For some Ukrainian refugees, the war will be 2014 again

Lviv, Ukraine — Almost eight years ago, Slovyansk, a small city in western Ukraine, was first captured by pro-Russian separatists.

Svetlana Issakowa, 42, did not escape the city at the time, but sent her daughter safely. After days of combat and artillery, Ukrainian troops regained the city on July 5, 2014. The separatists fled to Donetsk.

The first explosion Isakova heard after Russia invaded Ukraine at the end of last month regained the memory and trauma of 2014 she spent a week in a bomb shelter.

This time, Isakova ran away with her daughter, son and three grandchildren. Two women and four children found the taxi driver willing to pick them up when the air raid siren was issued. They traveled for two days and arrived at Lviv station late March 23.

“It’s just to keep the children safe,” Isakowa told The Epoch Times the next day. “Last time, a children’s hospital was blown up where we lived.”

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Arina Kakonskaya (L) spent March 24, 2022 at Lviv Station in Lviv, Ukraine, with her three children. (Charlotte Cuthbertson / The Epoch Times)

Isakoba’s daughter, Arina Katonskaya, 21, was relatively safe when the battle took place in 2014, but when she heard rumors that Slovyansk was completely destroyed as a result of the battle, she I remember I was still crying.

Katonsukaya’s three children, Maximilian (5 years old), Maria (3 years old) and Dennis (6 months old), were set up on March 24 in the hall of Lviv Station for mothers with small children. Played with toys on. And on the night of arrival, they ate candy and the kids did everything they could when offered.

“They just kept eating. They were very hungry,” Isakowa said.

Katonskaya did not want to leave Slovyansk, but said the people there were living in panic and anxiety. She was giving up going to the bomb shelter when the air raid siren sounded. The shelter was too far away and usually reached capacity before preparing three children.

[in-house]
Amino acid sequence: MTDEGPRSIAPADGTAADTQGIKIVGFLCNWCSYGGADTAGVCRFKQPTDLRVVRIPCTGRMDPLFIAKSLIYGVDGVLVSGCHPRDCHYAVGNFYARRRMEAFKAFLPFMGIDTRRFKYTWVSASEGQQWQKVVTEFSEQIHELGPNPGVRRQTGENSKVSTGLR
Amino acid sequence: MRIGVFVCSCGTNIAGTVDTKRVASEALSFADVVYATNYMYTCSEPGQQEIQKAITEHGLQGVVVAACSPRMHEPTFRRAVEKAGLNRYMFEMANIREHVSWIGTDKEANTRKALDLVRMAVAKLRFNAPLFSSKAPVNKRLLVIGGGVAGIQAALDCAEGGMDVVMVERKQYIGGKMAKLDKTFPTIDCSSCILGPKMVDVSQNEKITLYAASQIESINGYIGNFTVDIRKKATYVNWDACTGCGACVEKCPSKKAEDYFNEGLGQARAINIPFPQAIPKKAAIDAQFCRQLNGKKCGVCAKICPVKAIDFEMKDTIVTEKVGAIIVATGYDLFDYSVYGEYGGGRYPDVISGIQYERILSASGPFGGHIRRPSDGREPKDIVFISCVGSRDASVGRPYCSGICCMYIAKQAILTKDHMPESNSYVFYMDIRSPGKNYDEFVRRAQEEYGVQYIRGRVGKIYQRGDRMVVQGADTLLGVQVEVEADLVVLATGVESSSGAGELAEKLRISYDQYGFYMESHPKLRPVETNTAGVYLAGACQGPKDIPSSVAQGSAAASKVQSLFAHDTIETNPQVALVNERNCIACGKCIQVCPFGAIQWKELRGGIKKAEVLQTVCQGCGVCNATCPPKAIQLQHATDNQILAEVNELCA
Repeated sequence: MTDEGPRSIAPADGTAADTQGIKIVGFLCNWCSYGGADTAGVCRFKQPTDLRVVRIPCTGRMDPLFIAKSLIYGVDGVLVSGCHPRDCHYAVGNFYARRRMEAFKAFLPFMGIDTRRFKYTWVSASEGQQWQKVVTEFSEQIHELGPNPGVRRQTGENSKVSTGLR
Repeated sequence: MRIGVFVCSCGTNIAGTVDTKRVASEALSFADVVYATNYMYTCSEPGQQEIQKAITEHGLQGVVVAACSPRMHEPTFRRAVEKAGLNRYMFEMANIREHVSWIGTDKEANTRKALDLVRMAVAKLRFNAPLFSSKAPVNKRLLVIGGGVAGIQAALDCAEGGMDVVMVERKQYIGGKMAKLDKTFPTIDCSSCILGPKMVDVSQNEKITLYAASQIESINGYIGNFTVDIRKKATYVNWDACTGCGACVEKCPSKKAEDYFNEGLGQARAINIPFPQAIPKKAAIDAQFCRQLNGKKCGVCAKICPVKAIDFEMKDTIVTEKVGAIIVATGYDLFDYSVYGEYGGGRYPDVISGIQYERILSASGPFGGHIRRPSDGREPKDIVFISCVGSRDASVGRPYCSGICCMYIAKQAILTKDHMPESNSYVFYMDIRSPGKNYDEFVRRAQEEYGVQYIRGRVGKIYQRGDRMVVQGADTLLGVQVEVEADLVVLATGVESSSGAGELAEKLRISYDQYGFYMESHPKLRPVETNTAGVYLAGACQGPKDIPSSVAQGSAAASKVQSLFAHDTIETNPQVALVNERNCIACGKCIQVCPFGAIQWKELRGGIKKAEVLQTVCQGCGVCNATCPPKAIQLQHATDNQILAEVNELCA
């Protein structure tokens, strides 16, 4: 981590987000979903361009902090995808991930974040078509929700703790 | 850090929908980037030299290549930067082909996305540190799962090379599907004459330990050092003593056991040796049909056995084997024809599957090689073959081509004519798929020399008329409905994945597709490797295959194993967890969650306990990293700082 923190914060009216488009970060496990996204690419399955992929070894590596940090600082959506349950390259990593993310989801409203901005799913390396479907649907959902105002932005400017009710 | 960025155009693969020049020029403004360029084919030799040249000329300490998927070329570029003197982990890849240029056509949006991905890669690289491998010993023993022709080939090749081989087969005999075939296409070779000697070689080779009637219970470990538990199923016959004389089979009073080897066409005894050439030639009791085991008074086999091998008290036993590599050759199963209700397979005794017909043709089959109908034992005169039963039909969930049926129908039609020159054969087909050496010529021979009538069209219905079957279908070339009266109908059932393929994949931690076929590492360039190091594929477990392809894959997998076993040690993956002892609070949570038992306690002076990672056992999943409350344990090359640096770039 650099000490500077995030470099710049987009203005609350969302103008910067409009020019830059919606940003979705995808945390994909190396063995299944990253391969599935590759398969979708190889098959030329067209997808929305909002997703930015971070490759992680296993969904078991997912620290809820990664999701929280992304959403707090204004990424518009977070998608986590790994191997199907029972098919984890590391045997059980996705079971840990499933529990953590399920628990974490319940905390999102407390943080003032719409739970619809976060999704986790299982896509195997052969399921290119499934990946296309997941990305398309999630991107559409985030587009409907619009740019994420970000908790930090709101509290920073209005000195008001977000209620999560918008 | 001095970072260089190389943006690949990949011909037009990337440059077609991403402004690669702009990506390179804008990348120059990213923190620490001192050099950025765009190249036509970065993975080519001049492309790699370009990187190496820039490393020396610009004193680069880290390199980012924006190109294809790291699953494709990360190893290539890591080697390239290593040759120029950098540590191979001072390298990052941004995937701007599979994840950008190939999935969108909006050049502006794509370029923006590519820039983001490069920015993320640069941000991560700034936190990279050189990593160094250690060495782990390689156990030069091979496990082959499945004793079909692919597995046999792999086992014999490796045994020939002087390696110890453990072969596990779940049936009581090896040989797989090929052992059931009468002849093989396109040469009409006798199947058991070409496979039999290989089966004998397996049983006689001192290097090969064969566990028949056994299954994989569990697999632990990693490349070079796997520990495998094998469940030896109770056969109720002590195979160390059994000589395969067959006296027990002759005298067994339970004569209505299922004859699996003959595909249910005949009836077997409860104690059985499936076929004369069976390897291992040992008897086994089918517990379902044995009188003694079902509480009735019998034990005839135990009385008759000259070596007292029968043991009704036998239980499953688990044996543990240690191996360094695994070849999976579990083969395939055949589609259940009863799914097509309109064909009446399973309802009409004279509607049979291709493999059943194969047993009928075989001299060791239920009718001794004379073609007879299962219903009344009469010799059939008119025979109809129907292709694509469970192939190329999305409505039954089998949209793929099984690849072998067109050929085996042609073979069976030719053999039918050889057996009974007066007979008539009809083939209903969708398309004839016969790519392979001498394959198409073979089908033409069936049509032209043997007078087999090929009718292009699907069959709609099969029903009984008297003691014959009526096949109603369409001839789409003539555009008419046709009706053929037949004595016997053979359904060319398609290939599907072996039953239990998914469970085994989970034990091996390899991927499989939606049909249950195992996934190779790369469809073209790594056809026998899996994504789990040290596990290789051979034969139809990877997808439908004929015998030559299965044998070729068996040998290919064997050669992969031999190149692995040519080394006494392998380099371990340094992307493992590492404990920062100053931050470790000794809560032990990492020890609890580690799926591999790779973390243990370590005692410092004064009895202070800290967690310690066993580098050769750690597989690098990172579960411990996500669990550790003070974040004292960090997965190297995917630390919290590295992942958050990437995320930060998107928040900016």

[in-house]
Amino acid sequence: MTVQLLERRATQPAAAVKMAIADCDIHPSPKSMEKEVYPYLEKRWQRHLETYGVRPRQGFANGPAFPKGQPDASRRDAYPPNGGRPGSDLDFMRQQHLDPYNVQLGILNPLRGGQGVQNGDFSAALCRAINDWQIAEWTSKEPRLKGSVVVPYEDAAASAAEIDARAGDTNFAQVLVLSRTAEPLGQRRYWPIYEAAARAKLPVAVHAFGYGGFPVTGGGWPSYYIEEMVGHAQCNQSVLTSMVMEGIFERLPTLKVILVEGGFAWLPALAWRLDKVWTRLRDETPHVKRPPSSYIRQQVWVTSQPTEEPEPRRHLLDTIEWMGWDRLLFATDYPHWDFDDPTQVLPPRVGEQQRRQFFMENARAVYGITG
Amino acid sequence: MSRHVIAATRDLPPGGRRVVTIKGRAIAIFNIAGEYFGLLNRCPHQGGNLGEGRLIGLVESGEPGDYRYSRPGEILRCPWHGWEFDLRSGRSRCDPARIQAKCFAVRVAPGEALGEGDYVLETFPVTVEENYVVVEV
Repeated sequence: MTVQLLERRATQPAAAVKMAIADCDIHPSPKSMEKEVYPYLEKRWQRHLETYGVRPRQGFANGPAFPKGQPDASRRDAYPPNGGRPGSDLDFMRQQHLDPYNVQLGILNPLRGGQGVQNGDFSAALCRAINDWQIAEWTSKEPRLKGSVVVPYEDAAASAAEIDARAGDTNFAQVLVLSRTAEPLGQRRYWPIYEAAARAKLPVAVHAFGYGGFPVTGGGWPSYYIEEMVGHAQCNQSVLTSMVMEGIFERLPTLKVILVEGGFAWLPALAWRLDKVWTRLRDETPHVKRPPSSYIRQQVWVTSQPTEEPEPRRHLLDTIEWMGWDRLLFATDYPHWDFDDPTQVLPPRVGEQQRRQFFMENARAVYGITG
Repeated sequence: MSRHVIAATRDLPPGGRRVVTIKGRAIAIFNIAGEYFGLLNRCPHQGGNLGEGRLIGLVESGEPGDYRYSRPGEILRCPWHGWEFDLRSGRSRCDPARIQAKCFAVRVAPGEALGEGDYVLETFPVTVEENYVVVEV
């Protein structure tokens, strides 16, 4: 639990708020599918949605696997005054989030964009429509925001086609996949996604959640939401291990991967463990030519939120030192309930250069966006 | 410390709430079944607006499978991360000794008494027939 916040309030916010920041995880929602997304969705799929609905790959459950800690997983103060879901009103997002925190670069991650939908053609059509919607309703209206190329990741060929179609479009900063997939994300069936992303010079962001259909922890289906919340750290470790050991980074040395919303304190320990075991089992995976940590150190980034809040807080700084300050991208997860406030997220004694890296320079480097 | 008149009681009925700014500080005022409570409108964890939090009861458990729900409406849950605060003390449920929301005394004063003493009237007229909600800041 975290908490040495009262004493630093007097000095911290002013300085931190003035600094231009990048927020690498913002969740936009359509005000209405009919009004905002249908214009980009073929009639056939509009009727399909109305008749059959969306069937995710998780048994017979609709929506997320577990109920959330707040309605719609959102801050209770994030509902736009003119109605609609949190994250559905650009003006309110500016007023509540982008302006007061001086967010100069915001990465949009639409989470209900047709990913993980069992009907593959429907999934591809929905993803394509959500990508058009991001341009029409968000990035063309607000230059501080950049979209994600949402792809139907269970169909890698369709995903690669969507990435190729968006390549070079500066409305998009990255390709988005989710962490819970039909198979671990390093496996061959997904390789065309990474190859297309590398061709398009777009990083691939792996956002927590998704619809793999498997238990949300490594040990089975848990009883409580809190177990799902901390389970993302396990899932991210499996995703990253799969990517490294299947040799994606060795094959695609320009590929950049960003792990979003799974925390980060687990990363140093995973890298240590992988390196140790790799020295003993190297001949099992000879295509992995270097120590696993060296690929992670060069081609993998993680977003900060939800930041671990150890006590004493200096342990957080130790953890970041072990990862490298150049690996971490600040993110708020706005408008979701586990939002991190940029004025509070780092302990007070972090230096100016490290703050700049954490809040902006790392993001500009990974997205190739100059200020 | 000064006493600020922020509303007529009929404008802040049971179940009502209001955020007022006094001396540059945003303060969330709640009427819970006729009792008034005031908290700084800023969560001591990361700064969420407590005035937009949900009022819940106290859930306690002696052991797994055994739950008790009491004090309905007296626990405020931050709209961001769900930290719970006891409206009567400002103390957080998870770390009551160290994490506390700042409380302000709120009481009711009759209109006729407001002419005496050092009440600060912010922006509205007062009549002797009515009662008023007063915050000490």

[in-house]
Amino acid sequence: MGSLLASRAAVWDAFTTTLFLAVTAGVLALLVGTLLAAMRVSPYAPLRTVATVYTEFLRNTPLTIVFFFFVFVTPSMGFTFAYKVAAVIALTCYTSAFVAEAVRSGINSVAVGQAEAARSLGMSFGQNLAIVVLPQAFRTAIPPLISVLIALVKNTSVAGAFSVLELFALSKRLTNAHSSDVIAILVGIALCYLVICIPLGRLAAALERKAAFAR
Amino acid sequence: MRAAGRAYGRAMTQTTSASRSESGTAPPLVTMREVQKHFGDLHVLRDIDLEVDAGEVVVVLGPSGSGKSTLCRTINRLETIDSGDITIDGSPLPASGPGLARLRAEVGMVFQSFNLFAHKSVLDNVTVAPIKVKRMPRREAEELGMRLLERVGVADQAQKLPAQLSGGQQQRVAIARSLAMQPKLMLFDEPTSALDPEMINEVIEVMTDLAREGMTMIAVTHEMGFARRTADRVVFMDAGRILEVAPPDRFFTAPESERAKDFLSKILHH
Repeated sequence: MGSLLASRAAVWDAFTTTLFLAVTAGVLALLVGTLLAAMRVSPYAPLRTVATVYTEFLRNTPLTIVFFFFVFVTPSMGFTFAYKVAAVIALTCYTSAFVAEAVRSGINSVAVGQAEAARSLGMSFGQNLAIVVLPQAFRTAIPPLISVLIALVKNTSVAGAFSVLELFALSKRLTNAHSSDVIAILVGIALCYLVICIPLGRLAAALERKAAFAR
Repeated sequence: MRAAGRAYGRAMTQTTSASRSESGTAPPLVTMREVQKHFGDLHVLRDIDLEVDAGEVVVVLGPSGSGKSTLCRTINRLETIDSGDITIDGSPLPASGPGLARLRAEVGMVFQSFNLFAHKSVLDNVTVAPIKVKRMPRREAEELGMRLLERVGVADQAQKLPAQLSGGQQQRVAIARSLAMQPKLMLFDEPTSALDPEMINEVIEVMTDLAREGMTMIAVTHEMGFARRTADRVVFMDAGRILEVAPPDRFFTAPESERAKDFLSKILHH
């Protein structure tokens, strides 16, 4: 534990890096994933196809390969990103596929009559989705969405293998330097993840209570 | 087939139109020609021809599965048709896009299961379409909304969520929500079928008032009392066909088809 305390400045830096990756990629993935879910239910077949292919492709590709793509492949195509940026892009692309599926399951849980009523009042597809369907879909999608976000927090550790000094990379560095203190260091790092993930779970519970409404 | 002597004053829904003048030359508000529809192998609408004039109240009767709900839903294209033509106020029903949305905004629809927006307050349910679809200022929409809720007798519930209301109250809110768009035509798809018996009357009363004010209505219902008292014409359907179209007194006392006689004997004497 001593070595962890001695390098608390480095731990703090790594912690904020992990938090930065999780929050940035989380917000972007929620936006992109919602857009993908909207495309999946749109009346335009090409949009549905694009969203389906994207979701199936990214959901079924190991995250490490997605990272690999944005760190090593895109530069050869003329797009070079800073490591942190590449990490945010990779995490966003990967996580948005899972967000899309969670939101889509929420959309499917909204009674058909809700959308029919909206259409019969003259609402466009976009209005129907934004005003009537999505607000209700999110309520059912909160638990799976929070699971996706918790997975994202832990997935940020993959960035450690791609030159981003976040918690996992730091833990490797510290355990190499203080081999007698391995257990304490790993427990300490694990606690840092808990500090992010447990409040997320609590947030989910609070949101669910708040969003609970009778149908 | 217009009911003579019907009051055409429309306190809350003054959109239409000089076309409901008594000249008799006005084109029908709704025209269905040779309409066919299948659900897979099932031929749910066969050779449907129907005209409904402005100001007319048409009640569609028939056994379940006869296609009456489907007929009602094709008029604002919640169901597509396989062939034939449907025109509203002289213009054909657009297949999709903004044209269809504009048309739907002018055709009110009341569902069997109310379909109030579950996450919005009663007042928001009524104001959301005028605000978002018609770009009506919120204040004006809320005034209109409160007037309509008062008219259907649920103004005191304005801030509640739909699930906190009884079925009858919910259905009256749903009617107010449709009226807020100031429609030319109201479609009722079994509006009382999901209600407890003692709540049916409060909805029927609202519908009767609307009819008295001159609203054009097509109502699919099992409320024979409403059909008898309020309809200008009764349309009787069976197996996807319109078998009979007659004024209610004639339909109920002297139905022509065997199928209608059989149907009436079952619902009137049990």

Isakova persuaded her daughter to leave Slovyansk, but Ukraine did not.

“It’s our house. How can we get off?” Katonsukaya said.

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Children are playing in the mother and baby room at Lviv Station in Lviv, Ukraine, on March 24, 2022. (Charlotte Cuthbertson / The Epoch Times)

In 2014, about 40% of Slovyansk’s inhabitants fled the city after being captured by pro-Russian separatists. After the invasion of Russia in 2022, a larger proportion of refugee crises occurred. According to a UN report, one in four Ukrainians (about 10 million) have been displaced since February 24, 2022.

Many refugees come to Lviv. According to the regional governor, the western region is currently home to 450,000 people who have fled from central and eastern Ukraine. Others head further west or cross the border.

Isakoba’s sister fled from Slovyansk to Kharkov in 2014. This time she fled from Kharkov to Germany.

“She is now crying on the phone and calling me. She can’t learn German and wants to go home,” said Isakova. “She left behind everything she worked for for eight years. She lost two homes in eight years.”

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Svetlana Issakowa’s son is playing in a room for mothers and small children at Lviv Station in Lviv, Ukraine, on March 24, 2022. (Charlotte Cuthbertson / The Epoch Times)

Isakova and Katonskaya don’t know where to go next. Lviv is full of refugees, so they are thinking of heading to another city. With the help of volunteers at the station, the two women were impressed and surprised.

“I was nervous, but this young man approached me and asked if there was anything he could do to help,” Isakova said. “Everyone is very kind here.”

Ivan Pentchoukov


Ivan has been reporting on various topics in The Epoch Times since 2011.